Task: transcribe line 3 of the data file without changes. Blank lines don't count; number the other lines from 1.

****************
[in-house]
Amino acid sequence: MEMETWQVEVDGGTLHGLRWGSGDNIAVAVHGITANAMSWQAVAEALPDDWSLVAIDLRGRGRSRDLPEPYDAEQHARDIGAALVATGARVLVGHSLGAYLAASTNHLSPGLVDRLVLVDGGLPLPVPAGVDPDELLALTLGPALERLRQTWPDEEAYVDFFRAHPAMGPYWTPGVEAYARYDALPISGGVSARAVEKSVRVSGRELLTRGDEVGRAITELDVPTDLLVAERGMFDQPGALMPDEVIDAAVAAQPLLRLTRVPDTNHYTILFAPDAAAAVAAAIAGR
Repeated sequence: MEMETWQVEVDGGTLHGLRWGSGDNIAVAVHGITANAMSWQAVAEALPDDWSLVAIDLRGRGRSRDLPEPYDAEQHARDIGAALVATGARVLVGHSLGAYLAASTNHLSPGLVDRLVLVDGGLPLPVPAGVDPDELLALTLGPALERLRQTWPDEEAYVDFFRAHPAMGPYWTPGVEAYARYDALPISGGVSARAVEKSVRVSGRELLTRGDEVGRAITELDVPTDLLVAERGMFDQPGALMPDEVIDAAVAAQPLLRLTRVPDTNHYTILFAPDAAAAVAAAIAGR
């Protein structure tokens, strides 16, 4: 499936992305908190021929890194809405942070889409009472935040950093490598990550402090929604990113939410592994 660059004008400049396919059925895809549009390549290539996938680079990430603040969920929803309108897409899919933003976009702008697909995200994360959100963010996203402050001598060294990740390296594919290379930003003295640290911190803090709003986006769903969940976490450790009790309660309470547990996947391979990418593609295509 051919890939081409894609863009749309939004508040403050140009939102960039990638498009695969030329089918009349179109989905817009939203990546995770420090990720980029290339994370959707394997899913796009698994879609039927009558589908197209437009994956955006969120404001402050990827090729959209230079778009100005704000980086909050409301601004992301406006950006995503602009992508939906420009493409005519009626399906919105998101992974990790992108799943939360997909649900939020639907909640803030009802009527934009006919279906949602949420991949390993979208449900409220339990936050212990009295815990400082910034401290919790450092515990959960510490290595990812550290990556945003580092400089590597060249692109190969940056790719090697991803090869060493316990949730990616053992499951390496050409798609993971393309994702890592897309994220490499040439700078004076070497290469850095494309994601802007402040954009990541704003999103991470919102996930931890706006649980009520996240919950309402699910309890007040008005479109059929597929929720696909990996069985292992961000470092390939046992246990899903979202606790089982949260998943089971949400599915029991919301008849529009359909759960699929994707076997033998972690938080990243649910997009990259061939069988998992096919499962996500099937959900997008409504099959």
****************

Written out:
Repeated sequence: MEMETWQVEVDGGTLHGLRWGSGDNIAVAVHGITANAMSWQAVAEALPDDWSLVAIDLRGRGRSRDLPEPYDAEQHARDIGAALVATGARVLVGHSLGAYLAASTNHLSPGLVDRLVLVDGGLPLPVPAGVDPDELLALTLGPALERLRQTWPDEEAYVDFFRAHPAMGPYWTPGVEAYARYDALPISGGVSARAVEKSVRVSGRELLTRGDEVGRAITELDVPTDLLVAERGMFDQPGALMPDEVIDAAVAAQPLLRLTRVPDTNHYTILFAPDAAAAVAAAIAGR